Traveling into the backcountry can be filled with fun, excitement, and adventure; however, it can also be very dangerous. Mother Nature can quickly turn an enjoyable afternoon hike into a life-threatening situation. An unexpected snowstorm in the mountains can bring a host of problems. With cold temperatures and low visibility, travel can become extremely difficult, if not impossible, due to deep snow.
When traveling over a snow-covered landscape, post-holing may occur. Post-holing is when an individual takes a step into deep snow and their leg drives down through the snow – sometimes even as deep as their upper thigh. When this transpires, every step becomes tiresome and can significantly increase travel time and physical exertion.
Having snowshoes increases the surface area of your footsteps. This increased surface area will decrease the chances of post-holing, permitting easier and quicker travel in and out of the backcountry.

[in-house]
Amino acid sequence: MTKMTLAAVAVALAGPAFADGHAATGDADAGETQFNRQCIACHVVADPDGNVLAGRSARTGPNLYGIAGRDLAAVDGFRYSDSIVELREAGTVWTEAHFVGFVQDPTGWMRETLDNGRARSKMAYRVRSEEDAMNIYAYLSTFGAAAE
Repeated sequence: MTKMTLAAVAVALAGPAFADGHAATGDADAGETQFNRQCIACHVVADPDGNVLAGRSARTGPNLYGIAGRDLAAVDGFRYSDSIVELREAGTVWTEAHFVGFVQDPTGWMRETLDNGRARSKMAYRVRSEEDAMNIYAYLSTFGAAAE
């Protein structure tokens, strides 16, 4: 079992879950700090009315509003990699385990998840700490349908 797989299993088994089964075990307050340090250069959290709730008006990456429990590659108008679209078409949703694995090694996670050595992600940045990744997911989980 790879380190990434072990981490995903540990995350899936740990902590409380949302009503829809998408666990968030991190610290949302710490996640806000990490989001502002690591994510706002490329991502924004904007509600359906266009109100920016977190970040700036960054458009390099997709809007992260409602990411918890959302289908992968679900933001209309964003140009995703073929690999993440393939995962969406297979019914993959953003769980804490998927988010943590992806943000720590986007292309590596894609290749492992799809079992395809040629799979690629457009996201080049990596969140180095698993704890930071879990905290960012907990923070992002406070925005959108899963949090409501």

2-3 Feet of Rope/Twine
2-3 Sticks or Small Tree Branches, cleaned of leaves and branches
2-3 Evergreen Tree Branches
Knife or Axe, for cutting
Begin by cutting two sticks chest height.
Use a shear lash to bind the tops of the sticks together.
Find the center balance point of the sticks.
Lash a crosspiece approximately 3 inches ahead (toward the lashing from step 2) of the balance point.
Lash a second crosspiece approximately 2 inches behind the balance point.
Pull the back of the two sticks together and shear lash them. This will create the frame of the snowshoe.
Stuff the frames full of evergreen branches – use extra rope or twine to secure if needed.